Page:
A village of residences, shops, offices and a public park could soon take shape in downtown Rock Hill as the product of lengthy closed-door talks between the city and Comporium Communications.
The two sides announced the outline Tuesday for what they call "Downtown East" - a multi-block development with more than $20 million in public and private investment for Rock Hill's historic district.
The centerpiece would be a public park built around a major water feature on the little-used municipal parking lot at East Main Street and Elizabeth Lane.
Longer-term plans call for a 100-room hotel and civic center on land owned by Comporium and the city. Tuesday's announcement came after more than a year of private negotiations between the two parties.
Never miss a local story.
"It's important that you get started," Mayor Doug Echols told a crowd of downtown boosters. "These kinds of concepts take a long time to unfold, but you have to start with vision."
Public, private spending
City Council members have not yet taken a public vote or held any public discussion on an agreement with Comporium. The proposal is on the council's Nov. 8 agenda.
Money for public upgrades - in excess of $2 million - would come from a special downtown tax district and hospitality tax revenues, according to Echols and city documents. Comporium would help pay for a tiered fountain with water shooting inward from the edges.
The city plans to hire a land design firm to create a plan for the park, situated across from First Presbyterian Church.
The Barnes family that runs Comporium did not attend the announcement. Members of the family, who rarely give media interviews, were tied up in other meetings, a spokesman said.
Now in its fourth generation of running the company, the Barnes family is quietly involved in a number of civic initiatives. The family has talked about improving the section of downtown surrounding its corporate campus.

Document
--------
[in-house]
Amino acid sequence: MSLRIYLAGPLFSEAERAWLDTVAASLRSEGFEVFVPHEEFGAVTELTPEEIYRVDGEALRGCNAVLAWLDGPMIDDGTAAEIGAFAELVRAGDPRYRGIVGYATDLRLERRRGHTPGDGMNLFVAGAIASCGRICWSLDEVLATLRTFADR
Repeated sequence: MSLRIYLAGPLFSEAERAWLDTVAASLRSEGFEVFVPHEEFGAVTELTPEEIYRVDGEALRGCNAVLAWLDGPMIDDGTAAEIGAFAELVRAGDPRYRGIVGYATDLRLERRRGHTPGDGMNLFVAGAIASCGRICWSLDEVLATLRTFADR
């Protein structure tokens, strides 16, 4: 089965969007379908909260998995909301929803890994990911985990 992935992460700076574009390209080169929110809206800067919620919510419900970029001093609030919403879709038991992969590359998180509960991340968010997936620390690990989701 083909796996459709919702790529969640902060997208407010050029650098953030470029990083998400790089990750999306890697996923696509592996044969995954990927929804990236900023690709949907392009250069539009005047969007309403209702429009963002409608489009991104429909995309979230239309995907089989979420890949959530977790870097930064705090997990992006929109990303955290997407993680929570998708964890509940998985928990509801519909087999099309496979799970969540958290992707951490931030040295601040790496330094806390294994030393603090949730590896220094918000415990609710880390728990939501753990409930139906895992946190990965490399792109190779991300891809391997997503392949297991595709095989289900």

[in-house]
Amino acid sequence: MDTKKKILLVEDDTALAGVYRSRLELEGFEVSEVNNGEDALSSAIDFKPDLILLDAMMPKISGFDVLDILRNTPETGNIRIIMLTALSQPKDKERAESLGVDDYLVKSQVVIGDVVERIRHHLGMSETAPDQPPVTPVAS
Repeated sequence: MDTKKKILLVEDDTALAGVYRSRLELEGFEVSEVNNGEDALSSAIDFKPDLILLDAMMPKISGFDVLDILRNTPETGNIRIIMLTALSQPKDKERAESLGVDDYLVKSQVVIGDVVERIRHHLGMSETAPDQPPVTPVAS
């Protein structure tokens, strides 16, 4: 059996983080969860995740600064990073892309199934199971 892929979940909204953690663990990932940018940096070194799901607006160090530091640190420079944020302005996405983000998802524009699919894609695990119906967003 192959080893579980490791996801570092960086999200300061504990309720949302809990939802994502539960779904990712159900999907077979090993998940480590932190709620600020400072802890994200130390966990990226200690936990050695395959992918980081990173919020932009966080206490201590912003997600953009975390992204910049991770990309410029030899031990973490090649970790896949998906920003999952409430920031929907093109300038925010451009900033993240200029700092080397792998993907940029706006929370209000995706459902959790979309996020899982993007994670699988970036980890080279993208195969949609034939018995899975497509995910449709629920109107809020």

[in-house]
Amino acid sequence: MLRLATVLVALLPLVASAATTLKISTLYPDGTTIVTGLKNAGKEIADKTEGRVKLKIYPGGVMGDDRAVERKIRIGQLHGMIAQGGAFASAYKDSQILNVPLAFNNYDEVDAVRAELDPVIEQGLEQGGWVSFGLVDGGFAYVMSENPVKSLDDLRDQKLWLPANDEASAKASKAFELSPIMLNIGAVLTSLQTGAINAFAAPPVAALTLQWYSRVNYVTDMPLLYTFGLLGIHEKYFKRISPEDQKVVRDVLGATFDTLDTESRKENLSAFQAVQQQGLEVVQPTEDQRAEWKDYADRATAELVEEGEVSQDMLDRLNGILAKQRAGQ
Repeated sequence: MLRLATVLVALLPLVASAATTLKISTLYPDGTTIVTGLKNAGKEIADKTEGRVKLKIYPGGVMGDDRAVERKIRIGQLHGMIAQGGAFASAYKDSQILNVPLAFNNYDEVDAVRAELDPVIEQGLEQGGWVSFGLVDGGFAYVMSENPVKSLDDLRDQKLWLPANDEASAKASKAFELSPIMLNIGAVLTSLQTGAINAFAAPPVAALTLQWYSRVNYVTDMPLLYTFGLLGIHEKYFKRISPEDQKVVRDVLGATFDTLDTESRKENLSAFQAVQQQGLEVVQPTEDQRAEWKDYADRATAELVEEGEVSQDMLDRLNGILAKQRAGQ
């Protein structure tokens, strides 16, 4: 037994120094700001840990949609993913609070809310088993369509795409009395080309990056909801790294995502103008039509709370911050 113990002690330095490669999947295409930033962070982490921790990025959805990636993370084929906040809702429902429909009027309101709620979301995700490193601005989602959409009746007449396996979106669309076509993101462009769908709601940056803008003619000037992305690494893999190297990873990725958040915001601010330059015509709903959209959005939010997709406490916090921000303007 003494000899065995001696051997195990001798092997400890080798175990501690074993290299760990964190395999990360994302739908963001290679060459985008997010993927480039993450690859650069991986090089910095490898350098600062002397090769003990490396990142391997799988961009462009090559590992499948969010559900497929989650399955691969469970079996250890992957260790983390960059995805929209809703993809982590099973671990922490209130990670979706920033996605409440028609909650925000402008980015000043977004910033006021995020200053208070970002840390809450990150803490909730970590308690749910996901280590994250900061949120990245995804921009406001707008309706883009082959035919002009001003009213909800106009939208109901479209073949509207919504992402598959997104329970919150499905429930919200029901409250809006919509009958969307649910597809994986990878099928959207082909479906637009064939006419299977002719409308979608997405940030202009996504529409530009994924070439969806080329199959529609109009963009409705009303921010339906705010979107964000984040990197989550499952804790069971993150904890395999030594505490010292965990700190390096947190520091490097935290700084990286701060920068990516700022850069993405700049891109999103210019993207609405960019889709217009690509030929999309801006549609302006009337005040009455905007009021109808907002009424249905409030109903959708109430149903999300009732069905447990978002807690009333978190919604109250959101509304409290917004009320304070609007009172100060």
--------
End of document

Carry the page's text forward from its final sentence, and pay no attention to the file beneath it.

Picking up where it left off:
Developers and retailers are already showing interest, Comporium vice president Glenn McFadden said. A restaurant with outdoor seating is envisioned in a corner spot overlooking the park.
As a first step, Comporium plans to demolish the former King Funeral Home and Hiers-Clarkson office building by June.
A jobs generator?
Several hurdles and questions remain. City officials must figure out a way to synchronize street improvements with enough private investment to replenish the tax base.
Tax revenues generated by the private development would go toward repaying public costs.
Cost estimates are still unknown for a community performance center, which Echols said would come "at some point in the future." An old bank building now serves as temporary theater space.
The new buildings would add to a downtown district that already boasts 100,000 square feet of vacant office space, according to real estate estimates.
With Rock Hill's unemployment rate above 20 percent, leaders described the project as a jobs generator that would spark commerce and bring long-awaited residences to downtown.
Echols called it a book-end to the renovated Cotton Factory and future plans in the Textile Corridor on the west end of downtown.
"Just like (the Cotton Factory), it took getting the right partner and a little patience to see it all come together," he said.
Comporium will hire a developer to handle the retail shops, office space and condominium complex at East Main Street and Elizabeth Lane.
"You can either ride the current economic situation out, or make something happen," McFadden said. "We decided to make something happen."
Elements of the plan
New mixed-use building with 44 residences and 16,000 square feet of commercial space. Cost: $10.2 million to $13.5 million in private money.
Hotel with 100 rooms, restaurant and meeting space. Cost: $7.3 million in private money.
Retail/office building with 16,200 feet of space. Cost: $1.1 million in private money.
Public park and fountain. Cost: $2 million to $3 million in public and private money.
Civic center with 500-seat main theater. Cost: Unknown.
Streetscaping, public parking and infrastructure upgrades. Cost: $1 million in public money.